Are you interested in birds? Do you enjoy counting them, listing them, or watching them cavort around your backyard birdfeeder? Would you like that interest to benefit more than your natural curiosity and enjoyment?
There are lots of ways that you, as a birder, can make a significant contribution to science. You don’t need to be an expert birder. It doesn’t matter how old—or young—you are. You don’t need to don a white lab coat or, in some cases, even leave the house. In fact, you can do science in your bathrobe!
Results from citizen-science projects are already making a difference. The North American Landbird Conservation Plan depends on data collected from birders like us. Citizen science also has led to the purchase of land that hosts breeding populations of several declining species. Just as important, getting involved helps us learn more about birds and conservation, which leads to even more involvement!
Do you want to use your skills and enthusiasm to benefit birds? Here is one idea to get your started:
How often do birds come to your feeder? Does feeding them delay migration? Does it spread disease? If you stop feeding, will the birds starve? How else can you attract birds to your yard? Is the growing number of Eurasian Collared Doves harming natives such as Mourning Doves?
Project FeederWatch, sponsored by the Cornell Lab of Ornithology, is one way you can collect data used to better understand birds, and answer questions such as these. You simply tally the birds at your feeders. If you don’t feed birds, you can count them at a friend’s house, nature center, or some other place where people are feeding wild birds.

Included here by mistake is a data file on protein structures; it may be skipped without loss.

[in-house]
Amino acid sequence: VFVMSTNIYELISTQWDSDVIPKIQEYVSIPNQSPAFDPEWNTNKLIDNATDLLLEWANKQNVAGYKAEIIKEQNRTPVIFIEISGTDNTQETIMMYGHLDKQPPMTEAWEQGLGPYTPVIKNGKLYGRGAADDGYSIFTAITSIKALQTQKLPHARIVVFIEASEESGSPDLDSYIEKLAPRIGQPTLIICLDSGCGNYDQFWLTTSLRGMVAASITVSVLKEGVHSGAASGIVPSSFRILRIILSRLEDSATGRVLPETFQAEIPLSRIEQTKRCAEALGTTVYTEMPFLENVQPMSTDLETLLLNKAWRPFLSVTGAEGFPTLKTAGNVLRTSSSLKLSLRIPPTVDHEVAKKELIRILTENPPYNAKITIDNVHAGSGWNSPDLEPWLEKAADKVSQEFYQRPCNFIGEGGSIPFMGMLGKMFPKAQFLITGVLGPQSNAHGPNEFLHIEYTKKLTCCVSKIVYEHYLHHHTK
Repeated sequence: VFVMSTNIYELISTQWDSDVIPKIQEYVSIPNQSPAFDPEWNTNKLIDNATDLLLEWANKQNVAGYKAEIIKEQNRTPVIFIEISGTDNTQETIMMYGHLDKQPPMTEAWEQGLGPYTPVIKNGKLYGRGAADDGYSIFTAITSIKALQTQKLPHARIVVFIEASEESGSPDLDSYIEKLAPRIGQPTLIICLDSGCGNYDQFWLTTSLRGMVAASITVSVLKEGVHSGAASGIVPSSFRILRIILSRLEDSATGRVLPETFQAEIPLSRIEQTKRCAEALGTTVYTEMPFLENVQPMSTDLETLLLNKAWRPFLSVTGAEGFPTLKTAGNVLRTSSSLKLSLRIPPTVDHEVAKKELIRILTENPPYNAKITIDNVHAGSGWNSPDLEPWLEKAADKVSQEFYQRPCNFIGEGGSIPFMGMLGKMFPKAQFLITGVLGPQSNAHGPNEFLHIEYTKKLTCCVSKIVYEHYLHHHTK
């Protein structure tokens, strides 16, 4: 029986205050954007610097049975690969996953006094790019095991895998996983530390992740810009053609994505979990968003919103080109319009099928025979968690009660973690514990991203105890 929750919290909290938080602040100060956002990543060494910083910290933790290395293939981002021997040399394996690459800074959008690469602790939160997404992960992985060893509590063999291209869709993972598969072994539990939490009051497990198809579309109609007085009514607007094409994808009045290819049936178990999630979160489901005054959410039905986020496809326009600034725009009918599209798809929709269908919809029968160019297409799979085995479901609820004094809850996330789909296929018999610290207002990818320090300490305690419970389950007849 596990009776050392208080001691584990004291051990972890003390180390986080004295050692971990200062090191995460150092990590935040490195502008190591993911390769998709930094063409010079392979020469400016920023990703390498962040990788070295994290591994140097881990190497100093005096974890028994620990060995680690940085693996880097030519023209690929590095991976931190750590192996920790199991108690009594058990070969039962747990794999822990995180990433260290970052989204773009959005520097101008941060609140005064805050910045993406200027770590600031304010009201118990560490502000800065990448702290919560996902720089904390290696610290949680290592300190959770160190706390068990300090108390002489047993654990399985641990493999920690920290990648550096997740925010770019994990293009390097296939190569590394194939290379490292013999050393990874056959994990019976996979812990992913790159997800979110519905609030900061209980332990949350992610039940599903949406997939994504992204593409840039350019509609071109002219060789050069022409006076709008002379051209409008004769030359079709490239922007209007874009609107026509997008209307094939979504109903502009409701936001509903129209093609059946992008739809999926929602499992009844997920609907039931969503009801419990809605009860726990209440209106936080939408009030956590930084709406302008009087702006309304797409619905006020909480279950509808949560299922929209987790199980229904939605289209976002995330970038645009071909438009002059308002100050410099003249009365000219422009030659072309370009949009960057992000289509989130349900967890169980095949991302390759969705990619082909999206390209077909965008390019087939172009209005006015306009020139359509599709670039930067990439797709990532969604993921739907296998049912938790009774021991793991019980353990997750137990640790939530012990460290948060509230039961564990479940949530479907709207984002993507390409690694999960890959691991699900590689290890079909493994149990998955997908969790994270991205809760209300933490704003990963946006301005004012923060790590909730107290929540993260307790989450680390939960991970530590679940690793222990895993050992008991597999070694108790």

You have to sign up to participate and pay the $15 fee that supports the program.
Once you are enrolled, you can participate as often as you like during the count period. (This year’s count just started on November 12, and it ends April 6, 2012. ) They ask that you pick two consecutive days to do your watching.
You don’t have to be an expert birder, but you do need to know the species that come to your feeder. Can you tell a Lesser Goldfinch from an American Goldfinch, or a Cassin’s Finch from a House Finch, for example?
Because the skills needed are at the beginner level, this is a great project for kids. Generate some enthusiasm about the birds they see every day and you could be nurturing the next Roger Tory Peterson or David Sibley!
The project started in 1987. Now, every year an approximately 15,000 birdwatchers sign up to submit their feeder lists. Each participant’s data is combined with that of the other FeederWatchers to help scientists learn about topics such as trends in population numbers and ranges, disease, the impact of non-native birds, food preferences, irruptions of winter species, and other environmental factors that affect birds.
For more information and to get started, visit the Project FeederWatch website.